By Sgt. Ricardo Branch, 8th Theater Sustainment Command Public Affairs OfficeMay 18, 2009
HICKAM AIR FORCE BASE, Hawaii (May 13, 2009) - In the Army, engineers routinely fix, tear down and build structures on land.
One such team of engineers does their tasks with an added challenge of an air tank strapped to their backs in depths far lower than commercial divers. The team, consisting of Army divers from the 7th Engineer Dive Detachment is facing the routine challenges engineers encounter during a re-certification training exercise May 11 through May 22 in the coastal waters off the big island of Hawaii.
The 30 Soldiers are diving in a multitude of underwater environments including wrecked ships, reefs, as well as the sea floor to their equipment and hone their skills.
"What we're doing is qualifying on all of our systems and getting the newest divers accustomed to some of the tools we use on a daily basis to make us more mission capable," said Staff Sgt. John Geffert, a salvage diver with the 7th Eng. Dive Det.
The 22-year-old from Hopedale, Mass., said the team is doing everything from SCUBA diving, and hard-hat-diving to instructing diving supervisors on how to handle their dive teams.
"We're going to be out at sea for two weeks," Geffert said. "We do this training once or twice a year, and it's important to keep our divers prepared for when we are needed on a mission."
Pfc. John Hoover, one of the junior Soldiers on the team, will be receiving more advanced training on underwater engineer tasks while out at sea.
"For junior divers like me, we're doing some tool training [underwater cutting and welding]," Hoover said. "For our more experienced divers, they are going to focus on supervisor training."
The 24-year-old, Morehead City, N.C., native said he values the training time as an opportunity to further enhance his schoolhouse training.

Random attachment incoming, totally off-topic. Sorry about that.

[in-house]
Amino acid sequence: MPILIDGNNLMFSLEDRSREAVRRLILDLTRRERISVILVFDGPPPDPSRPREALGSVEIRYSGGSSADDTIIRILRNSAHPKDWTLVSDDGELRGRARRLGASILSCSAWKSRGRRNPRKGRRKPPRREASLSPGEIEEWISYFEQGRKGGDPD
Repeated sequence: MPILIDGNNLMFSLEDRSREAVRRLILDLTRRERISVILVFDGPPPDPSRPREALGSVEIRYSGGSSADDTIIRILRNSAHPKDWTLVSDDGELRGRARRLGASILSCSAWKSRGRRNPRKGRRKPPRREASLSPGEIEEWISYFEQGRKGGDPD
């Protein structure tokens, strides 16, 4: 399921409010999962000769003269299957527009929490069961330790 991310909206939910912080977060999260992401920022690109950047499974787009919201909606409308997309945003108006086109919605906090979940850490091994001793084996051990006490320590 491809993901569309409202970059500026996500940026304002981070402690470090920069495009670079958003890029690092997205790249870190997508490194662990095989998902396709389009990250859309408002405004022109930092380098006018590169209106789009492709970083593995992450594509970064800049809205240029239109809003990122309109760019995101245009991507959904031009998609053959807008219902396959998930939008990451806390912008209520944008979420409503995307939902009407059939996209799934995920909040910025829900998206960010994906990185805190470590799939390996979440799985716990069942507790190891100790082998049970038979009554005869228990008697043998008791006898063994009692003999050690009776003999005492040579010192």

"Some of the tools we use are a lot more difficult and require a lot more training than we received in school because underwater cutting and welding are areas we only brushed up on in the schoolhouse," Hoover said.
This exercise provides the divers with more than just a training opportunity. Their time at sea allows them to share experiences and bond with their fellow team members, as well as talk about what makes them put on a different suit to do their part in the Army.
"Being able to get out of ACUs for a while and put on a dive suit is a nice aspect of the job. I love the water; and I love diving," Hoover said. "Our extra training in other skills outside of diving blends into many areas, so we can become a more well-rounded Soldier. If you are interested in diving, you can leave this field with more than you expected."
While many of the divers join for different reasons, one common thread is shared among them.
"It's one of the greatest jobs you can have," Hoover said. "You get all the benefits of the military service, you get all the pride, you get to wear the uniform and at the same time get to do things that people pay a lot of money to do."
Hoover also said that being stationed in Hawaii is another bonus.
"I get to dive at some of the greatest dive locations in the world, where people have to receive special permission to dive," he said. "If anyone has any interest in doing that for the Army, look into diving."